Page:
I took out a title loan while I was waiting for a check for some stocks I sold. As soon as I got the check from my brokerage I deposited in my checking account. When it cleared I took out almost the amount of the loan from the title loan company and I took the cash to their office., along with the remainder of the balance I had on hand in cash, as well.
I save every receipt for everything. That being said, I had so many receipts I decided to scan them all with a receipt scanner. Some of the scans are only part files and won't open. I cannot locate the receipt scan and the actual receipts are gone.
The title loan company recently called and said they have my title and no proof that I paid it off.
What kind of recording is required by them? Is surveillance of cash transactions required?
I just answered my own question: NRS 604A.700 Required books and records.
Car / Auto Accident Lawyer
Electronic lien and title, also known as ELT, is a program offered by various US States allowing state Department of Motor Vehicles to electronically exchange lien and title information with lienholders in lieu of a paper title.
2 Implementation in the United States
3 Benefits of ELT for jurisdictions
4 Benefits of ELT for lienholder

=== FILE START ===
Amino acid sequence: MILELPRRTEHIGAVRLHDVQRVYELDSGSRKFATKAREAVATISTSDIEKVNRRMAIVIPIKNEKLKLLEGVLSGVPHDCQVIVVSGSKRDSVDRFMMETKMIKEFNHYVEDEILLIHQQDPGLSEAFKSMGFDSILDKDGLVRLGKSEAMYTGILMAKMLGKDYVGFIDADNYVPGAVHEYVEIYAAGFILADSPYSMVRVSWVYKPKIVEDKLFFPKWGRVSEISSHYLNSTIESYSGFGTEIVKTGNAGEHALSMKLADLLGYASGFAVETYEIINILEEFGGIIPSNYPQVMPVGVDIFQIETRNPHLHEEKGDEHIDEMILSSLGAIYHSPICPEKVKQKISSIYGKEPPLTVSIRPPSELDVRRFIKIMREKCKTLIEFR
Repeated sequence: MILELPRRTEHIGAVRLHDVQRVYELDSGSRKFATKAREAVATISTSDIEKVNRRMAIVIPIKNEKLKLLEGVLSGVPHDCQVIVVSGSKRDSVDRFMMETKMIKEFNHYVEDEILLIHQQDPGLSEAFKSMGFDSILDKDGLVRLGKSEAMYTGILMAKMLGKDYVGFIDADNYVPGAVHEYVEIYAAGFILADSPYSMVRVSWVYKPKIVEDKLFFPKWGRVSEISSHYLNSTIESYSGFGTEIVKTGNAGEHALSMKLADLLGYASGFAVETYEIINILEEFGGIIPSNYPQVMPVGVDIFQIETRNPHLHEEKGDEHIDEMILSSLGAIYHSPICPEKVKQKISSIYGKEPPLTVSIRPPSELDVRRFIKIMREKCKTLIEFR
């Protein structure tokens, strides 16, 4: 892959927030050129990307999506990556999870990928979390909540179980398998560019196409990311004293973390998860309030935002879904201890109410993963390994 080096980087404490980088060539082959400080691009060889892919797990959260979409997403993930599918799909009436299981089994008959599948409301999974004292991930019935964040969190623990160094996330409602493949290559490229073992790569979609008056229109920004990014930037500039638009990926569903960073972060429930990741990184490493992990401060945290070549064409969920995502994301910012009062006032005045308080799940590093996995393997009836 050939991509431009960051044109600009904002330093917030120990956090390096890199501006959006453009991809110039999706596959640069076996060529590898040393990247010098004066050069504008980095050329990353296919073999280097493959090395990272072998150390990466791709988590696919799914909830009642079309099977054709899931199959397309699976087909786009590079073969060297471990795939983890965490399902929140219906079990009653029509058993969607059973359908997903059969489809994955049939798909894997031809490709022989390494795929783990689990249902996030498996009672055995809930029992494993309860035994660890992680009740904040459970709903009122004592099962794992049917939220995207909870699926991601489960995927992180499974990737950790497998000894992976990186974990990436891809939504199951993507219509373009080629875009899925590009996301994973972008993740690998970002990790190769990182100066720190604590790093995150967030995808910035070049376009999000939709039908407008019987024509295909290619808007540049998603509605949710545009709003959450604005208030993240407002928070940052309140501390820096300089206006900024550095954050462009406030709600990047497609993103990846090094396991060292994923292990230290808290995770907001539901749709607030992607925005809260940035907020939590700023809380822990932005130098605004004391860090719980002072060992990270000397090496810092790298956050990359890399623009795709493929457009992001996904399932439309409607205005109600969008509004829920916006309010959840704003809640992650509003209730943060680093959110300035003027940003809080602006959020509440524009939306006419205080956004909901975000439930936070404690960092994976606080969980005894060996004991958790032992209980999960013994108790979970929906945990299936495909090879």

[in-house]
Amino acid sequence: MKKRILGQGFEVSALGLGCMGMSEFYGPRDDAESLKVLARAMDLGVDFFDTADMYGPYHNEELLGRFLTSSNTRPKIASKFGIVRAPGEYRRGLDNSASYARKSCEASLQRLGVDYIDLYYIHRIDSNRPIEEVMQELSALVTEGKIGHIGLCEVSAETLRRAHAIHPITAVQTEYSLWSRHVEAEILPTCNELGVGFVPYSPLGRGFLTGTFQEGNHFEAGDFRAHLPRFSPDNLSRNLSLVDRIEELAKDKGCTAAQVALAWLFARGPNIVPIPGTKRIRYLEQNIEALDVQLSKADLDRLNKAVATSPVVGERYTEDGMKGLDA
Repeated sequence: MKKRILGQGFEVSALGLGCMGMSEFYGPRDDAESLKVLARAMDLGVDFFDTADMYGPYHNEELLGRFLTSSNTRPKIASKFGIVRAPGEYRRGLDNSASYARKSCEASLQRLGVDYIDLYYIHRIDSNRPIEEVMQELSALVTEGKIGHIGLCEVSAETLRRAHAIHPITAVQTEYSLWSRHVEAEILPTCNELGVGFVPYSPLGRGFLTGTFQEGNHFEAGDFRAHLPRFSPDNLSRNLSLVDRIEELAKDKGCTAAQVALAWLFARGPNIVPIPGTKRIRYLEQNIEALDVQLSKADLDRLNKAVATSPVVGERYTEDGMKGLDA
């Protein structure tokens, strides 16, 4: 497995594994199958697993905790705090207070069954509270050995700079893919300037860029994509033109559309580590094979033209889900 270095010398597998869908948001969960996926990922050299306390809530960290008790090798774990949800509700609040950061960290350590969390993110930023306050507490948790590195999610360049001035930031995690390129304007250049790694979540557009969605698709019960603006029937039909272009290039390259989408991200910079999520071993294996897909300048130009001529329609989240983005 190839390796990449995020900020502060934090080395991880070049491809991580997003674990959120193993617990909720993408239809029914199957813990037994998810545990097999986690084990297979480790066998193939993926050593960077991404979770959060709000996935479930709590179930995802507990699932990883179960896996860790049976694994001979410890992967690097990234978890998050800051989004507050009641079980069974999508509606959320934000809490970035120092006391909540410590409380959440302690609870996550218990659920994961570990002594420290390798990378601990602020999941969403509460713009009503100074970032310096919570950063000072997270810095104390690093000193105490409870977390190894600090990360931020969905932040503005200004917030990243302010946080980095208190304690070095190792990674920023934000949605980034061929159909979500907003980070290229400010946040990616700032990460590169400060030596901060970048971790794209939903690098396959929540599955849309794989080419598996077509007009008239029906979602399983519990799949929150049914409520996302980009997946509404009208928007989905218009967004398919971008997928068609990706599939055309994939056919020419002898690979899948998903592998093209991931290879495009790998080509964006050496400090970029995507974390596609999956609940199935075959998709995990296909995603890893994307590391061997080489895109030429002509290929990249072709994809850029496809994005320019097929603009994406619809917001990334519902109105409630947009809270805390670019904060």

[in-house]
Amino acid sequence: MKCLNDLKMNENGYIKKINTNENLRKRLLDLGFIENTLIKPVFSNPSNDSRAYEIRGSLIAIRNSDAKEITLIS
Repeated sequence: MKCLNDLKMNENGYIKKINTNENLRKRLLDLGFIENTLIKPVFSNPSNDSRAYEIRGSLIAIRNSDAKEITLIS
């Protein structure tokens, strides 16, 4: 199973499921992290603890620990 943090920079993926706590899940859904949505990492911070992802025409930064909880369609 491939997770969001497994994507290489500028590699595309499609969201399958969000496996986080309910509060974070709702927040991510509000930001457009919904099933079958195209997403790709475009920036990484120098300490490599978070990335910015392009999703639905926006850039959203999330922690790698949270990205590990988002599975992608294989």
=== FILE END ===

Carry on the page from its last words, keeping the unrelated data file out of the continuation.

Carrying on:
American Association of Motor Vehicle Administrators (AAMVA) created a 'standard' that many states have adopted in ELT design. States that use the AAMVA standard include: Arizona, Hawaii, Massachusetts, Ohio, South Carolina, Texas, Virginia.
States that have chosen not to use the AAMVA standard have developed their own proprietary system.
Implementation in the United States
States offering an ELT program include Arizona, California, Florida, Georgia, Hawaii, Idaho, Kansas, Louisiana, Massachusetts, New York, Ohio, Pennsylvania, South Carolina, Texas, Utah, Virginia, Washington, and Wisconsin. In addition, Nebraska passed a law mandating they implement a program by January 1, 2011.
Several states have or will require lenders to participate.
Pennsylvania: July 1, 2008
Louisiana: January 1, 2010 
Arizona: May 31, 2010 
Wisconsin: July 1, 2010 
Nebraska: January 1, 2011 
California: January 1, 2013 
Nebraska: January 1, 2011 
South Dakota: July 1, 2012
Florida: January 1, 2013 
Georgia: January 1, 2013 
Texas: January 1, 2013 
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